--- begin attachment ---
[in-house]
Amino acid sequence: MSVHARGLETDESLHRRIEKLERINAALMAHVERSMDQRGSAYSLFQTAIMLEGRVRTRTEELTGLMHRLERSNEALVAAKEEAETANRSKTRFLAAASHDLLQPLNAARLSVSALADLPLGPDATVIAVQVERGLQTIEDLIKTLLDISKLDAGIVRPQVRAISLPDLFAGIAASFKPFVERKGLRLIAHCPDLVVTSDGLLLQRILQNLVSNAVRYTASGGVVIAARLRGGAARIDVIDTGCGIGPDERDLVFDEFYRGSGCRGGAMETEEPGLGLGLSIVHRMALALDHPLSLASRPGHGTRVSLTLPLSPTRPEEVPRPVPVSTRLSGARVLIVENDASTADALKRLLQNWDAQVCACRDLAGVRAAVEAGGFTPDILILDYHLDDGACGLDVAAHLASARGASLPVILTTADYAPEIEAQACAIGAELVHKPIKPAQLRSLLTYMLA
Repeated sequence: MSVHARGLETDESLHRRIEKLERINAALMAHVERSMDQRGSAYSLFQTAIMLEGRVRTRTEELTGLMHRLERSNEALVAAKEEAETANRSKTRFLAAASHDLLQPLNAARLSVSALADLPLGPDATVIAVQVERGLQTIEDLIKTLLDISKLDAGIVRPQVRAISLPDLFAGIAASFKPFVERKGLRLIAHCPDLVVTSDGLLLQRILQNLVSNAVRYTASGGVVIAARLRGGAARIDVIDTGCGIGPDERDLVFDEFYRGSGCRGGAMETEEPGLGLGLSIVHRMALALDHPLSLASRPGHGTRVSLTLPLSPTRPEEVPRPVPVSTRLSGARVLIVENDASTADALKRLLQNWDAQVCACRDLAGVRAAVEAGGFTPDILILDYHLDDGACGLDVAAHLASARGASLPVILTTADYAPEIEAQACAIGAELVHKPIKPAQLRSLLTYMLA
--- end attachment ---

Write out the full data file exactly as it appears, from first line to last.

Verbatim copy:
[in-house]
Amino acid sequence: MSVHARGLETDESLHRRIEKLERINAALMAHVERSMDQRGSAYSLFQTAIMLEGRVRTRTEELTGLMHRLERSNEALVAAKEEAETANRSKTRFLAAASHDLLQPLNAARLSVSALADLPLGPDATVIAVQVERGLQTIEDLIKTLLDISKLDAGIVRPQVRAISLPDLFAGIAASFKPFVERKGLRLIAHCPDLVVTSDGLLLQRILQNLVSNAVRYTASGGVVIAARLRGGAARIDVIDTGCGIGPDERDLVFDEFYRGSGCRGGAMETEEPGLGLGLSIVHRMALALDHPLSLASRPGHGTRVSLTLPLSPTRPEEVPRPVPVSTRLSGARVLIVENDASTADALKRLLQNWDAQVCACRDLAGVRAAVEAGGFTPDILILDYHLDDGACGLDVAAHLASARGASLPVILTTADYAPEIEAQACAIGAELVHKPIKPAQLRSLLTYMLA
Repeated sequence: MSVHARGLETDESLHRRIEKLERINAALMAHVERSMDQRGSAYSLFQTAIMLEGRVRTRTEELTGLMHRLERSNEALVAAKEEAETANRSKTRFLAAASHDLLQPLNAARLSVSALADLPLGPDATVIAVQVERGLQTIEDLIKTLLDISKLDAGIVRPQVRAISLPDLFAGIAASFKPFVERKGLRLIAHCPDLVVTSDGLLLQRILQNLVSNAVRYTASGGVVIAARLRGGAARIDVIDTGCGIGPDERDLVFDEFYRGSGCRGGAMETEEPGLGLGLSIVHRMALALDHPLSLASRPGHGTRVSLTLPLSPTRPEEVPRPVPVSTRLSGARVLIVENDASTADALKRLLQNWDAQVCACRDLAGVRAAVEAGGFTPDILILDYHLDDGACGLDVAAHLASARGASLPVILTTADYAPEIEAQACAIGAELVHKPIKPAQLRSLLTYMLA